The strange combination of two typically conflicting economic conditions at once (slow growth and high inflation) is also seeing fixed income investors benefit from both high coupon (interest) payments and low bond prices, increasing overall yields on what are historically low return investments.
The UK and Australia are facing similar issues with a lack of supply, rising mortgage rates, and increase in demand – rising wages and a tight labour market. This is keeping inflation high and causing commentators to speculate on whether a recession is imminent or if a wage price spiral will emerge.
China, on the other hand, is fighting deflation as the economy recovers much slower than originally predicted, with producer prices falling despite cutting the cash rate and appointing a new central bank governor, Pan Gonsheng.
Australia’s first female RBA Governor is appointed
This morning, the Labor Government decided to promote RBA Deputy Governor Michele Bullock, making her Australia’s first ever female RBA Governor.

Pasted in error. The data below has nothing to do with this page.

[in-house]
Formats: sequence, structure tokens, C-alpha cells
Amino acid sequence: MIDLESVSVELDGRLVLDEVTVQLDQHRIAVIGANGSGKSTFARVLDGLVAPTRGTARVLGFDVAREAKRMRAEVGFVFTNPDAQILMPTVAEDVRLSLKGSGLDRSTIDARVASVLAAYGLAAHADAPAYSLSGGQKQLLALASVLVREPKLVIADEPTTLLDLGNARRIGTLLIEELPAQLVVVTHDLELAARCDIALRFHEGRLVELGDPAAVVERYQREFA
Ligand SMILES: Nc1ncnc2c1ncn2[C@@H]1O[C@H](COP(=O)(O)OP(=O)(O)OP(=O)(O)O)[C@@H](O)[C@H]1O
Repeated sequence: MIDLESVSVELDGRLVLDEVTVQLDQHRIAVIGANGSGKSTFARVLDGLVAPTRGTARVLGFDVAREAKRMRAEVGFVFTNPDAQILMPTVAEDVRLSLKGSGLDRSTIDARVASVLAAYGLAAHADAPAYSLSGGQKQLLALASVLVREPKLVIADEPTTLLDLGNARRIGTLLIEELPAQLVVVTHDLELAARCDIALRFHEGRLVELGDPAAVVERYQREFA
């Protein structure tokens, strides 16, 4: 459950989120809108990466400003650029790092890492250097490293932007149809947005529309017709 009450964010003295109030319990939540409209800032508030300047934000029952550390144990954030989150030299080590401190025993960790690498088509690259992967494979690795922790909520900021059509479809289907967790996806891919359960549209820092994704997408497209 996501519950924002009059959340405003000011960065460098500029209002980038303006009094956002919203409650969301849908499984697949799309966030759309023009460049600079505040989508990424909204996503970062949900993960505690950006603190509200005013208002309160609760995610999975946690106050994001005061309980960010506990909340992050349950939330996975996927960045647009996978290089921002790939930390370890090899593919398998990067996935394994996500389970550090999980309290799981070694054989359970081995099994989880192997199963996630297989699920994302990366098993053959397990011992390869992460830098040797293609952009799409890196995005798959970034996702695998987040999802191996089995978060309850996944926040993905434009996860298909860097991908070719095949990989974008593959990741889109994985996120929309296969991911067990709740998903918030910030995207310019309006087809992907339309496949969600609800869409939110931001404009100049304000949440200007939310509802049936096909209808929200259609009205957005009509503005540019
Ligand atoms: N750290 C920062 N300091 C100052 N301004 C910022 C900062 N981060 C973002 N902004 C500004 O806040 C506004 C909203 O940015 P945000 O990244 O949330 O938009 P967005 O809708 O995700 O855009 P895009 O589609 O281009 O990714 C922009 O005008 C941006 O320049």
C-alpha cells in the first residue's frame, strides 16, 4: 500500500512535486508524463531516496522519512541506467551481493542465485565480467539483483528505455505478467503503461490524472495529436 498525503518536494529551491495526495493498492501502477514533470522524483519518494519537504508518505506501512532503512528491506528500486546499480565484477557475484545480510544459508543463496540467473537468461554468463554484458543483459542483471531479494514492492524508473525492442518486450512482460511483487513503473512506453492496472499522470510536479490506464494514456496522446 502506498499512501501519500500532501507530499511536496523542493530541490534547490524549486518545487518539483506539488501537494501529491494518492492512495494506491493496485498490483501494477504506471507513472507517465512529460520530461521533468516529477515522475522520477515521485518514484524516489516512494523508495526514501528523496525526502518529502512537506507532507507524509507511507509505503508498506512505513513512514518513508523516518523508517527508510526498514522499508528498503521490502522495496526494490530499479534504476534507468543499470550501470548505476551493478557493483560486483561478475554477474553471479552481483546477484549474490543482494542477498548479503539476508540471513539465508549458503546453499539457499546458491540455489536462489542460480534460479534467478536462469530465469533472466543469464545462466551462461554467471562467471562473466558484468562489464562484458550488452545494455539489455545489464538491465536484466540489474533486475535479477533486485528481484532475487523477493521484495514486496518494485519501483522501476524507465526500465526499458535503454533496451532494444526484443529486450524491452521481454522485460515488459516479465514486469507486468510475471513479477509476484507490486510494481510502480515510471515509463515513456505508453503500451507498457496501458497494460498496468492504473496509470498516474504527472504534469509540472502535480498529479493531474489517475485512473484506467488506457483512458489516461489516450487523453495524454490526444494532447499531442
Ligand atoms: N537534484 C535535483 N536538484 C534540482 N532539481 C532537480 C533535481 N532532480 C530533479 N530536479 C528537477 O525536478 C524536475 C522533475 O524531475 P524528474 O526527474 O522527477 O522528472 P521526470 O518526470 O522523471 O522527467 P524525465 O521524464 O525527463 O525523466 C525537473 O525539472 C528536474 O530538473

Bullock will take the reins when Lowe’s term expires on September 18, after the government made the decision not to extend Philip Lowe’s term and saw Bullock as the best candidate.
The choice of who to place in the top job is not the only change to Australia’s central bank however, as RBA shakes up their meeting schedule to allow for more timely decisions, based around quarterly CPI data releases, and improves their communications to the public.
Speaking at the Economic Society of Australia business lunch in Brisbane on Wednesday, the (soon to be former) RBA Governor Philip Lowe outlined 10 key changes to their monetary policy processes and frameworks.
The first, that will begin in early 2024, will see the RBA switch from the schedule of meeting on the first Tuesday of every month (excluding January), to 8 meetings a year based on key CPI data releases, that will provide more in-depth analysis and clearer explanations of their decisions.
What’s coming up next week:
- The minutes from the RBA’s July monetary policy meeting will be available next Tuesday here, as the board explains why they decided to pause and if future hikes are coming.
- UK CPI data will be released next Wednesday by the Office for National Statistics here, which markets are hoping will drop from the 8.7% inflation that has stuck since April.
- The unemployment rate for June will be released by the Australian Bureau of Statistics next Thursday, and will have a significant impact on the RBA’s next rate decision.
*Data accurate as at 14.07.2023